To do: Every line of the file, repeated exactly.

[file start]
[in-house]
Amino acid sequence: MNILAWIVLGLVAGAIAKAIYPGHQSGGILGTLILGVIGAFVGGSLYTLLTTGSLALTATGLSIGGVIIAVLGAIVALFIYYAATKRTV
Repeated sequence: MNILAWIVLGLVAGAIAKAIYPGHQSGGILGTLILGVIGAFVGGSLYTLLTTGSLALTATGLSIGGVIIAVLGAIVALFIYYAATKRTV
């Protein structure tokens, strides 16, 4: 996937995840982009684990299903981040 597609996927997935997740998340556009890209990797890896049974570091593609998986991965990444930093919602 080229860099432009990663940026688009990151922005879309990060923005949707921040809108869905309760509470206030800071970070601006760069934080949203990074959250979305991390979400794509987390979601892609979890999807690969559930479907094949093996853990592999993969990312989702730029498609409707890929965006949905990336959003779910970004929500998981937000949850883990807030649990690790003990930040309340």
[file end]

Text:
[in-house]
Amino acid sequence: MNILAWIVLGLVAGAIAKAIYPGHQSGGILGTLILGVIGAFVGGSLYTLLTTGSLALTATGLSIGGVIIAVLGAIVALFIYYAATKRTV
Repeated sequence: MNILAWIVLGLVAGAIAKAIYPGHQSGGILGTLILGVIGAFVGGSLYTLLTTGSLALTATGLSIGGVIIAVLGAIVALFIYYAATKRTV
């Protein structure tokens, strides 16, 4: 996937995840982009684990299903981040 597609996927997935997740998340556009890209990797890896049974570091593609998986991965990444930093919602 080229860099432009990663940026688009990151922005879309990060923005949707921040809108869905309760509470206030800071970070601006760069934080949203990074959250979305991390979400794509987390979601892609979890999807690969559930479907094949093996853990592999993969990312989702730029498609409707890929965006949905990336959003779910970004929500998981937000949850883990807030649990690790003990930040309340």